2 Timothy (Part 20)

1. These verses draw from the illustration of a great house to demonstrate a need in
Christianity to identify undesirable elements and separate from them.
A. The gold and silver are vessels unto honor; the wood and earth are vessels
unto dishonor. LAM 4:2; 1CO 3:11-15.
B. Note that even in a great house not everything is gold, silver or honorable.
There is bound to be some wood and dirt also.
C. There is some comfort in this on an individual basis. The best of men are
men at best and subject to vanity which our loving, merciful God well knows.
PSA 39:5; 103:10, 13-14.
D. There is wisdom in this on an individual basis. People that seem too good to
be true are likely too good to be true. The greatest of men have their Achille's
heel, some skeletons in their closets. Mighty Samsons can have ungoverned
eyes. JDG 14:1; 16:1.
E. There is some comfort in this on a corporate basis.
(1) The church is God's house. 1TI 3:15.
(2) There are bound to be some bad fish in it from time to time.
MAT 13:47-48; 1CO 5:1; REV 2:14-15.
(3) There may be a Hymenaeus, Philetus (v.17) or a Diotrephes (3JO 1:9)
that dishonor the name and doctrine of Jesus Christ.
F. There is some wisdom in this on a corporate basis. New converts may tend to
look at their church as being virtually flawless and then become disillusioned
when they find out it is not.
G. The greatness of the house is not according to its lack of vessels unto
dishonor but according to how it deals with them. 1CO 5:7.
H. The suitability of a minister for the master's use is likewise according to how
he deals with vessels unto dishonor in his own life and doctrine as well as the
lives and doctrines of others. He must “...purge himself from these...” (v.21).
(1) Purge: “1. To make physically pure or clean; to cleanse; to rid of
whatever is impure or extraneous; to clear or free of, from. 2. a. To
make figuratively or ideally pure or clean, to free from moral or
spiritual defilement; to rid of or free from sin, guilt, fault, error, or evil
of any kind; to rid of objectionable, alien, or extraneous elements or
members. In recent use, to rid of persons regarded as politically
undesirable; = purify...”
(2) Purged ministers are purified ministers. MAL 3:3.
I. Mind that according to v.21, a vessel unto honor is identified as one who
purges himself from vessels unto dishonor.
(1) The person who insists on companionship and fellowship with vessels
unto dishonor is obviously NOT a vessel unto honor!
(2) This stands against the notion of unqualified toleration of all persons
and positions.
(3) The Levites were vessels unto honor in God's house because they stood
apart from the vessels unto dishonor. EXO 32:26-29.
(4) God honors those who honor Him, not those who honor those who
dishonor Him. 1SA 2:30 c/w 2CH 19:2; REV 2:6 c/w REV 2:15-16.
2. A minister should purge himself from the vessels of wood and earth.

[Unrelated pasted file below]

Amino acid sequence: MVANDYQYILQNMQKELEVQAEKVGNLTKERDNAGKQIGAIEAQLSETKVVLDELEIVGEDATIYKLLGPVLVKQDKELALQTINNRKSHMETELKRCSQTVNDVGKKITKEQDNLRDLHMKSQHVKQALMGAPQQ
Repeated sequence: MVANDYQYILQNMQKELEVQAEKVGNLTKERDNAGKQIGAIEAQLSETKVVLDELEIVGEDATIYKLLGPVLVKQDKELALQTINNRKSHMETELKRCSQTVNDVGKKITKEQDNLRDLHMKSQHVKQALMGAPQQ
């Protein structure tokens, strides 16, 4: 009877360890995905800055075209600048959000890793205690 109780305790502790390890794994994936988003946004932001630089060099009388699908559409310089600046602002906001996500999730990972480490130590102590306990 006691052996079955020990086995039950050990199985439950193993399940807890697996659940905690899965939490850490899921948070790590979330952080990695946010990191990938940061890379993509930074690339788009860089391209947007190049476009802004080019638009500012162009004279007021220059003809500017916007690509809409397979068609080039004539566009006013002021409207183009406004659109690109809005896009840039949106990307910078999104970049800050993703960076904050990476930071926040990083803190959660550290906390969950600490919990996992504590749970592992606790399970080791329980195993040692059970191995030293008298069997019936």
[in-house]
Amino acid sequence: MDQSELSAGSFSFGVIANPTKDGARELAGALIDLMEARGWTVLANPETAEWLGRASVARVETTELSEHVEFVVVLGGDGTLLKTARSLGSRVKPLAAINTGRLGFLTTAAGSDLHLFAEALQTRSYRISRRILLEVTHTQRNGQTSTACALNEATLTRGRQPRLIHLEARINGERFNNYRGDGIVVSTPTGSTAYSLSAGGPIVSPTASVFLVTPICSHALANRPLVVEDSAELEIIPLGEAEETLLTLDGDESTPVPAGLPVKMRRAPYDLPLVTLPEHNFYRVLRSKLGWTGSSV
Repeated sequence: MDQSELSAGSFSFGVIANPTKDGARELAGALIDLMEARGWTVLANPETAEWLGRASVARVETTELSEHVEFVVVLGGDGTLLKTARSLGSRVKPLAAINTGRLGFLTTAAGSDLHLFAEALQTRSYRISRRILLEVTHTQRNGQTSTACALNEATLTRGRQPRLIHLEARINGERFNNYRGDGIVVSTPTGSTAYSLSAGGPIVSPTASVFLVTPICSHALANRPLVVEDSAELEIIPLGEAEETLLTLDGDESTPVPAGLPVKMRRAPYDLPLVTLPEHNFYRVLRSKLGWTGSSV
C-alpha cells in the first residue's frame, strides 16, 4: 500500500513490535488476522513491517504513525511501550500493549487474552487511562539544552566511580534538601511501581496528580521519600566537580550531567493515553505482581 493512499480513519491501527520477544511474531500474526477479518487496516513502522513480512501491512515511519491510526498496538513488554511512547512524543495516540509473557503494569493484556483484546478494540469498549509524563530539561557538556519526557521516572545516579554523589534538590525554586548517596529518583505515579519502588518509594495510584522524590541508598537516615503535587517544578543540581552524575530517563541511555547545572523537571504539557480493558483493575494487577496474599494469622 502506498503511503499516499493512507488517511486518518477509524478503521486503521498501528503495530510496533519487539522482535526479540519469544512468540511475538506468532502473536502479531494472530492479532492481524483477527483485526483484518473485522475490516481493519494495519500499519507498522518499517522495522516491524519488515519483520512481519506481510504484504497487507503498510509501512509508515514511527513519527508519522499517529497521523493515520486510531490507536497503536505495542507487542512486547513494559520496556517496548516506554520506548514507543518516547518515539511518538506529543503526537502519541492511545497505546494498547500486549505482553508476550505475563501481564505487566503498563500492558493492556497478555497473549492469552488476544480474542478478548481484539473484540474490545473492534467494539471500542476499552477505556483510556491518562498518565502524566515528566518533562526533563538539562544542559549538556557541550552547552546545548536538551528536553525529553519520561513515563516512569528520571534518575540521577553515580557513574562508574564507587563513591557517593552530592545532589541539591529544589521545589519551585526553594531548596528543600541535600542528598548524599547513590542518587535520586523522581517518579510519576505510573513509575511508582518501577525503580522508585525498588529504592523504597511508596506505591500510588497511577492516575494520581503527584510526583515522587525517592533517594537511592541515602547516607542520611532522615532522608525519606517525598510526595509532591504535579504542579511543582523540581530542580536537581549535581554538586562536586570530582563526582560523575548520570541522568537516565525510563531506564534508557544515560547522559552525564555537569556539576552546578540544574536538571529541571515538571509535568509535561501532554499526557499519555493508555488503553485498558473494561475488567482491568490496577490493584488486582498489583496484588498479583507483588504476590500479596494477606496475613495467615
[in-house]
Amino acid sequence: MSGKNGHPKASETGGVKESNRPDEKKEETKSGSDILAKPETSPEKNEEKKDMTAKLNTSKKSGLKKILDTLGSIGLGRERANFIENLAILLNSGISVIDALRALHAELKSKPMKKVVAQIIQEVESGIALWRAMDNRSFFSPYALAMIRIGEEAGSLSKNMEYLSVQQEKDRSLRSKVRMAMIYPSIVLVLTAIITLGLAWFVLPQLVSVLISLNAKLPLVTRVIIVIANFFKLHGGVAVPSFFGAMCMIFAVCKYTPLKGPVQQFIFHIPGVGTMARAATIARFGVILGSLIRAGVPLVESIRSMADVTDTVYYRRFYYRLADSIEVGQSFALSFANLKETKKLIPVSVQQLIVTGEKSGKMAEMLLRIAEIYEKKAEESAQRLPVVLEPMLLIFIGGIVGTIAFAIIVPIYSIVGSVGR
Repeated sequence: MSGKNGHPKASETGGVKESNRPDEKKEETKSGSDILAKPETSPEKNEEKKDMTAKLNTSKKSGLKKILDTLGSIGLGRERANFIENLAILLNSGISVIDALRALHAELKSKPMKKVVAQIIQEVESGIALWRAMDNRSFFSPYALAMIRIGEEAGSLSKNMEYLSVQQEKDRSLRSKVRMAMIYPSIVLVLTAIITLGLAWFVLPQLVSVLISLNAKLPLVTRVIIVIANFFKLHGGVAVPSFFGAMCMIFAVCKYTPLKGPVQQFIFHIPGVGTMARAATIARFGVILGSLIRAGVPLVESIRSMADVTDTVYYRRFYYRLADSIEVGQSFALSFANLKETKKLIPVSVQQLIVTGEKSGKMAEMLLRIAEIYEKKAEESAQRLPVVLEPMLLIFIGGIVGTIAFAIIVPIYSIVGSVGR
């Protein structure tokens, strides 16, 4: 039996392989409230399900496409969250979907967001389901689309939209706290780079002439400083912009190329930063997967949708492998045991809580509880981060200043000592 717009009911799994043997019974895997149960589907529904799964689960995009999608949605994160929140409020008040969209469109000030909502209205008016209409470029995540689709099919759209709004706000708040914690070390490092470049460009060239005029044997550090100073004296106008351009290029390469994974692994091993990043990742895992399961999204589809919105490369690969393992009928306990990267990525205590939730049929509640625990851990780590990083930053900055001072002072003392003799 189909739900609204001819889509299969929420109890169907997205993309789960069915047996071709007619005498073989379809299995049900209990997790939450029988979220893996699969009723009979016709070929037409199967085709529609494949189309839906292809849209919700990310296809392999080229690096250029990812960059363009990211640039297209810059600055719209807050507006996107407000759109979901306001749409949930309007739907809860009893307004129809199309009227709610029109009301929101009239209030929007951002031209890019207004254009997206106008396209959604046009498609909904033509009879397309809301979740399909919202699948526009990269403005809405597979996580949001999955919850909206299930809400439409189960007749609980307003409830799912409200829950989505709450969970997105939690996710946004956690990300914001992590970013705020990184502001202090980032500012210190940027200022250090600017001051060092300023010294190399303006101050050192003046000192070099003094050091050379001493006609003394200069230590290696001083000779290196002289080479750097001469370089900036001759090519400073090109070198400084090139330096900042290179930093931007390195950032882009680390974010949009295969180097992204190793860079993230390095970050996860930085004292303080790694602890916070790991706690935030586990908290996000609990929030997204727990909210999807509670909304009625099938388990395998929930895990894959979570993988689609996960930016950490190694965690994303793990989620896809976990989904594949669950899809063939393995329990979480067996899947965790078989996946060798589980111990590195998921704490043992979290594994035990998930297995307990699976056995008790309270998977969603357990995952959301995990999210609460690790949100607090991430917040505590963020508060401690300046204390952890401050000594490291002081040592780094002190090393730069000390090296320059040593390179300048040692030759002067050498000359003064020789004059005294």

A. He should pursue personal purification through the subduing of the old man
and its interests, a general rule for all believers. 1JO 3:2-3; 1CO 9:27.
B. He must purge himself of all false doctrine. 2TI 2:16; TIT 1:14; 3:9.
C. He must purge himself from those who teach and practice error.
1TI 6:3-5; 2TI 3:5; TIT 3:10.
D. The purged minister is a vessel of gold and silver or a vessel unto honor and
meet (suitable, fit) for the master's use. JER 15:19; PRO 25:4.
(1) Finer: “One who or that which fines or refines, a refiner.”
(2) Christ is the finer. MAL 3:3.
3. The minister who purges himself is sanctified.
A. Sanctify: “To set apart as holy; to make holy, to purify or free from sin.”
B. By purging he manifests that he is indeed one of the sanctified of Christ.
HEB 10:10 c/w 1JO 3:3.
C. This is practical sanctification where the regenerate believer purifies his life
from the practice of sin by obeying the truth.
2CO 7:1; 1TH 4:3-7; 1PE 1:22.
D. This is inward purging and sanctification, not the outward cleansing for
appearance's sake as the Pharisees. MAT 23:25-27.
4. Being a vessel unto honor is being a man fit for God's use.
A. There is no greater honor than being an instrument of God for the
advancement of His cause. ACT 9:6, 15; ISA 6:1-8.
B. Such a minister need not expect that the world is going to honor him even as
God does. 1CO 4:9-13.
C. The love of man's praise and honor more than God's is a problem for both
unbelievers and believers. JOH 5:44 c/w JOH 12:42-43.
D. Christianity is not me using God for my purpose; it is God using me for His.
5. The purged minister is also prepared unto EVERY good work.
A. He is distanced from the vessels of wood and earth which confound his time,
proficiency and understanding in the Scripture which is given to furnish him
unto all good works. 2TI 3:16-17.
B. He is able to do everything that Scripture teaches is a work of the ministry.
(1) He needs not the perceived advantaged of age.
1TI 4:12; JOB 32:9 PSA 119:100.
(2) He needs not the approval of those who preceded him. PSA 119:99.
(3) He needs not the approval of a church or of a board of deacons to do
what Scripture has empowered and commanded him to do.
(4) He can teach all necessary doctrine, defend that doctrine, evangelize,
baptize, build churches, and train and ordain men to the ministry.
6. The minister who thus purges himself is an example to those who hear him to purge
themselves. 1TI 4:12; 2CO 6:14-7:1.

2 Timothy-3.pdf643.28 KB